Norway is the world’s undisputed EV capital—roughly a quarter of all cars on its roads are now EVs, and the country is on track to end the sale of gas and diesel cars by 2025.
Canada plans to end the sale of fossil-burners by 2035, and policymakers are looking to the Scandinavian country for answers to the many questions about what it will take to go fully electric.
CBC News recently asked three Norwegian EV experts and a government official about how the country has managed its EV transition.
Norway started down the electrification path over a decade ago, beginning with several policies meant to encourage consumers to buy EVs. The country has long imposed vehicle import duties based on emissions—buyers who choose to buy higher-polluting vehicles pay more. These were entirely waived for EVs, as were registration and sales taxes. EV owners were also largely exempted from paying road tolls, enjoyed free rides on ferries (which are common in the land of fjords), and were allowed to use bus lanes in congested city centers.
Magnus Korpas, a professor of electric energy at the Norwegian University of Science and Technology, told CBC that the high taxes on gas-powered vehicles are the main reason for buyers to choose EVs. “It was that, in combination with access to bus lanes and free ferries and free parking, that made it very convenient for people.”
Christina Bu, Secretary General of the Norwegian EV Association, an advocacy group, credits the country’s politicians for staying the course. “There’s nothing Norway has done that other countries could not do as well,” Bu told CBC. “The fact that we’ve managed this fast transition is only because of policies, and also the ability or the will to keep those policies in place for a long time.”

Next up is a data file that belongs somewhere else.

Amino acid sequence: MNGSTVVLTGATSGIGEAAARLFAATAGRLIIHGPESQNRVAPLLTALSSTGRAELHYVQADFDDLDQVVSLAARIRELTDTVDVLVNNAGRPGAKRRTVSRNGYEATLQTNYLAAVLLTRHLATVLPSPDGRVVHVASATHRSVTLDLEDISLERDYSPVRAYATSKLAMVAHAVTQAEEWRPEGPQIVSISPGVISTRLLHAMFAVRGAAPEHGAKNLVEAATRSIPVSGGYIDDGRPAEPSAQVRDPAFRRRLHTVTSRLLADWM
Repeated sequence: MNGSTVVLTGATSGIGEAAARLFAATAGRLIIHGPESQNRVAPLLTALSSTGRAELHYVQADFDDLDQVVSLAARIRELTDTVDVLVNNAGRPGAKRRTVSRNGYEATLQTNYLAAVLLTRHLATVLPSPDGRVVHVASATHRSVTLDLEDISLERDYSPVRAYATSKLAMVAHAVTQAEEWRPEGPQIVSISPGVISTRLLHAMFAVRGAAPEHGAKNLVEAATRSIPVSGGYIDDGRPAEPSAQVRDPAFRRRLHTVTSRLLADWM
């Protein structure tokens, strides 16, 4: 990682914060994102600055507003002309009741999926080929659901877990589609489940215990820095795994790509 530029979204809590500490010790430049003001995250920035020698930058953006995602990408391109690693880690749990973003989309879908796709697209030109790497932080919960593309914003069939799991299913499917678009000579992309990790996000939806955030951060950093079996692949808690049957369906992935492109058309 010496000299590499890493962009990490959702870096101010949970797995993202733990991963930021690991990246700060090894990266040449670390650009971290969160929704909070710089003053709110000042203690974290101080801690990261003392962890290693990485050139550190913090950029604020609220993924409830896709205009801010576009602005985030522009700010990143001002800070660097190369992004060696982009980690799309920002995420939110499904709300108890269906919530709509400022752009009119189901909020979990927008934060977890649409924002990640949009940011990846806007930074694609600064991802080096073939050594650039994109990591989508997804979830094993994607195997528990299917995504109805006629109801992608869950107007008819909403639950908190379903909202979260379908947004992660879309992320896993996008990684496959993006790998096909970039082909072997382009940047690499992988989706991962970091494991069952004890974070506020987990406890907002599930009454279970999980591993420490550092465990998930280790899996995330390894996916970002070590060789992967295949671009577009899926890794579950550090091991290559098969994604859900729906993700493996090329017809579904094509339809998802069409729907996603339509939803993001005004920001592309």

Of course, the transition to EVs presents challenges. The anti-EV crowd cites these as deal-killers, but Norway provides a model for how Canada can meet them.
Are there enough charging stations? Ms. Bu says Norway now has nearly 8,000 DC fast charging stations—roughly one fast charger for every 100 cars. Most of these have been built with private investment, but in more rural areas, particularly in northern Norway, the government has invested to extend the network where businesses are reluctant to do so.
Daniel Breton, head of the industry group Electric Mobility Canada, visited Norway some months ago. He told CBC that Norway’s approach can be emulated in North America. “We should put as much emphasis as we can on making sure that as many Canadians as possible will install chargers at home, or in charging hubs, or in multi-unit residential buildings, and therefore have less of a need for public chargers.”
Will EVs “crash the grid,” as the stick-with-oil crowd so fervently hopes? Professor Korpas told CBC that the energy demand from EVs in Norway amounts to about one percent of the total demand on the grid. The Norwegian Energy and Water Directorate estimates that even if all passenger and commercial vehicles went electric, the additional demand would amount to about 10 percent of the total.
How do EVs fare in the cold? Just like ICE vehicles, EVs lose substantial amounts of range in cold weather—up to 30 percent. However, there are ways to mitigate the effects of extreme cold, such as preheating the vehicle (something Canadians and Norwegians have been doing for as long as they’ve been driving cars), and charging more frequently.
By all accounts, Norway’s EV transition has been a success—so much so that the government has started to phase out some of its incentives. There has been criticism, of course—some say the government’s policies have favored the wealthy, and prioritized EVs over public transit.
“I think we have to do both,” Cecilie Knibe Kroglund, Norway’s State Secretary for the Ministry of Transport, told CBC. Funding public transit is a priority in Oslo and other cities, but “Norway is quite a rural country, so a car is necessary in many areas.”
Norway’s pro-EV policies have been very effective at reducing emissions. Carbon emissions from road traffic dropped about 15 percent between 2015 and 2021, according to official government figures.
Source: CBC News